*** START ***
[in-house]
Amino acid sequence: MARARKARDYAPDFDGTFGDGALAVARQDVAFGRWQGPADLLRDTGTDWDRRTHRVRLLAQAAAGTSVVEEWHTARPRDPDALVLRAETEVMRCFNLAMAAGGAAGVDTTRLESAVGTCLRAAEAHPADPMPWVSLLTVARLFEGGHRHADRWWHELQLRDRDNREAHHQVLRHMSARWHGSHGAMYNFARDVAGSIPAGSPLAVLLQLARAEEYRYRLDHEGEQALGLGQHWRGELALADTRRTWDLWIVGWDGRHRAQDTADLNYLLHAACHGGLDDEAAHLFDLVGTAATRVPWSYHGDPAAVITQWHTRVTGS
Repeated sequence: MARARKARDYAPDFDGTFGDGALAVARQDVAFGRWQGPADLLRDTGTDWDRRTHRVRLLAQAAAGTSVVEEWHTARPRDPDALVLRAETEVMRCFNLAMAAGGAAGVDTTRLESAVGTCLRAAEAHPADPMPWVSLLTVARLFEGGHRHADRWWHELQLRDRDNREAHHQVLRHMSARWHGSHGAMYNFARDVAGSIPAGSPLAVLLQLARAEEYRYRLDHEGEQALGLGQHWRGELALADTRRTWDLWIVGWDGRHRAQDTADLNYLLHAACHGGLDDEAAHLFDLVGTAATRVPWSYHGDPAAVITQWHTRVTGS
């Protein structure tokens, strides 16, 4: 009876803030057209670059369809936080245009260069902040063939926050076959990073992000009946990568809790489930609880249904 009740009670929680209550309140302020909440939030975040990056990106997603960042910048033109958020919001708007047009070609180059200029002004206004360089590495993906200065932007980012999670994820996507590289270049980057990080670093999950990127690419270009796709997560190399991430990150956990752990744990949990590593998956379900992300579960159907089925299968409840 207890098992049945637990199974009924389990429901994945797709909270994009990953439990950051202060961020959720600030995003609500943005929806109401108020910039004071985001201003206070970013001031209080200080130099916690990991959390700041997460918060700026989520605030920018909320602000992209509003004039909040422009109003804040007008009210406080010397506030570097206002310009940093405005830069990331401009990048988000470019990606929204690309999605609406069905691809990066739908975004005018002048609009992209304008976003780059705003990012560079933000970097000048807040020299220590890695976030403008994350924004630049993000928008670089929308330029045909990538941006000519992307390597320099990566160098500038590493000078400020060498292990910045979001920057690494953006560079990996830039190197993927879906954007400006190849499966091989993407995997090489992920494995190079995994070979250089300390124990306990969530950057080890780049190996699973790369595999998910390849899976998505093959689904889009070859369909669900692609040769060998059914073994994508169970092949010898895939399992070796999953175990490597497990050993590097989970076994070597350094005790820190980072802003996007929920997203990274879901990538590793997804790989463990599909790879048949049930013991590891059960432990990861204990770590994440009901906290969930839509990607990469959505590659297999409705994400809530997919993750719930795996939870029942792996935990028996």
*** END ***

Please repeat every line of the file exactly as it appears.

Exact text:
[in-house]
Amino acid sequence: MARARKARDYAPDFDGTFGDGALAVARQDVAFGRWQGPADLLRDTGTDWDRRTHRVRLLAQAAAGTSVVEEWHTARPRDPDALVLRAETEVMRCFNLAMAAGGAAGVDTTRLESAVGTCLRAAEAHPADPMPWVSLLTVARLFEGGHRHADRWWHELQLRDRDNREAHHQVLRHMSARWHGSHGAMYNFARDVAGSIPAGSPLAVLLQLARAEEYRYRLDHEGEQALGLGQHWRGELALADTRRTWDLWIVGWDGRHRAQDTADLNYLLHAACHGGLDDEAAHLFDLVGTAATRVPWSYHGDPAAVITQWHTRVTGS
Repeated sequence: MARARKARDYAPDFDGTFGDGALAVARQDVAFGRWQGPADLLRDTGTDWDRRTHRVRLLAQAAAGTSVVEEWHTARPRDPDALVLRAETEVMRCFNLAMAAGGAAGVDTTRLESAVGTCLRAAEAHPADPMPWVSLLTVARLFEGGHRHADRWWHELQLRDRDNREAHHQVLRHMSARWHGSHGAMYNFARDVAGSIPAGSPLAVLLQLARAEEYRYRLDHEGEQALGLGQHWRGELALADTRRTWDLWIVGWDGRHRAQDTADLNYLLHAACHGGLDDEAAHLFDLVGTAATRVPWSYHGDPAAVITQWHTRVTGS
């Protein structure tokens, strides 16, 4: 009876803030057209670059369809936080245009260069902040063939926050076959990073992000009946990568809790489930609880249904 009740009670929680209550309140302020909440939030975040990056990106997603960042910048033109958020919001708007047009070609180059200029002004206004360089590495993906200065932007980012999670994820996507590289270049980057990080670093999950990127690419270009796709997560190399991430990150956990752990744990949990590593998956379900992300579960159907089925299968409840 207890098992049945637990199974009924389990429901994945797709909270994009990953439990950051202060961020959720600030995003609500943005929806109401108020910039004071985001201003206070970013001031209080200080130099916690990991959390700041997460918060700026989520605030920018909320602000992209509003004039909040422009109003804040007008009210406080010397506030570097206002310009940093405005830069990331401009990048988000470019990606929204690309999605609406069905691809990066739908975004005018002048609009992209304008976003780059705003990012560079933000970097000048807040020299220590890695976030403008994350924004630049993000928008670089929308330029045909990538941006000519992307390597320099990566160098500038590493000078400020060498292990910045979001920057690494953006560079990996830039190197993927879906954007400006190849499966091989993407995997090489992920494995190079995994070979250089300390124990306990969530950057080890780049190996699973790369595999998910390849899976998505093959689904889009070859369909669900692609040769060998059914073994994508169970092949010898895939399992070796999953175990490597497990050993590097989970076994070597350094005790820190980072802003996007929920997203990274879901990538590793997804790989463990599909790879048949049930013991590891059960432990990861204990770590994440009901906290969930839509990607990469959505590659297999409705994400809530997919993750719930795996939870029942792996935990028996």